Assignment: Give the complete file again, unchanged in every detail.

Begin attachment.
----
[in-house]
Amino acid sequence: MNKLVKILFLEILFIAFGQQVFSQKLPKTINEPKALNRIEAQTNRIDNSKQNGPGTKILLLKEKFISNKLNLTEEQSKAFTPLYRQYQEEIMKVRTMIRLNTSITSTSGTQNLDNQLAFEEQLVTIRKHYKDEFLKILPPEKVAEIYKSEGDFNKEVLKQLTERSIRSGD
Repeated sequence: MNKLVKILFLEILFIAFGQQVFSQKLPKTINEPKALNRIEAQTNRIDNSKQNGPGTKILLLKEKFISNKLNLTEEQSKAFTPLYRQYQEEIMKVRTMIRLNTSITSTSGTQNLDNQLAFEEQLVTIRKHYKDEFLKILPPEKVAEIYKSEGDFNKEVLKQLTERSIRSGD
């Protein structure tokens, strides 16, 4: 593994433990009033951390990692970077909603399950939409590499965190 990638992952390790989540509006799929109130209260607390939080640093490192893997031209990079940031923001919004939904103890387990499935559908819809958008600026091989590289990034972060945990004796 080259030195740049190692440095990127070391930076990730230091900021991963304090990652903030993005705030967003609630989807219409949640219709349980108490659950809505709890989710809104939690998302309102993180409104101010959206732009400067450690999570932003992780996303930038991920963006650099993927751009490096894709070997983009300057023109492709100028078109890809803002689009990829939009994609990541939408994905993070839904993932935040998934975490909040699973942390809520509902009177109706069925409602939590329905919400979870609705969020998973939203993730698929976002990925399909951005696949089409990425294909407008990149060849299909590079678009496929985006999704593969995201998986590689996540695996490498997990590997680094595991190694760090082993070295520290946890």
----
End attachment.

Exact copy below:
[in-house]
Amino acid sequence: MNKLVKILFLEILFIAFGQQVFSQKLPKTINEPKALNRIEAQTNRIDNSKQNGPGTKILLLKEKFISNKLNLTEEQSKAFTPLYRQYQEEIMKVRTMIRLNTSITSTSGTQNLDNQLAFEEQLVTIRKHYKDEFLKILPPEKVAEIYKSEGDFNKEVLKQLTERSIRSGD
Repeated sequence: MNKLVKILFLEILFIAFGQQVFSQKLPKTINEPKALNRIEAQTNRIDNSKQNGPGTKILLLKEKFISNKLNLTEEQSKAFTPLYRQYQEEIMKVRTMIRLNTSITSTSGTQNLDNQLAFEEQLVTIRKHYKDEFLKILPPEKVAEIYKSEGDFNKEVLKQLTERSIRSGD
């Protein structure tokens, strides 16, 4: 593994433990009033951390990692970077909603399950939409590499965190 990638992952390790989540509006799929109130209260607390939080640093490192893997031209990079940031923001919004939904103890387990499935559908819809958008600026091989590289990034972060945990004796 080259030195740049190692440095990127070391930076990730230091900021991963304090990652903030993005705030967003609630989807219409949640219709349980108490659950809505709890989710809104939690998302309102993180409104101010959206732009400067450690999570932003992780996303930038991920963006650099993927751009490096894709070997983009300057023109492709100028078109890809803002689009990829939009994609990541939408994905993070839904993932935040998934975490909040699973942390809520509902009177109706069925409602939590329905919400979870609705969020998973939203993730698929976002990925399909951005696949089409990425294909407008990149060849299909590079678009496929985006999704593969995201998986590689996540695996490498997990590997680094595991190694760090082993070295520290946890």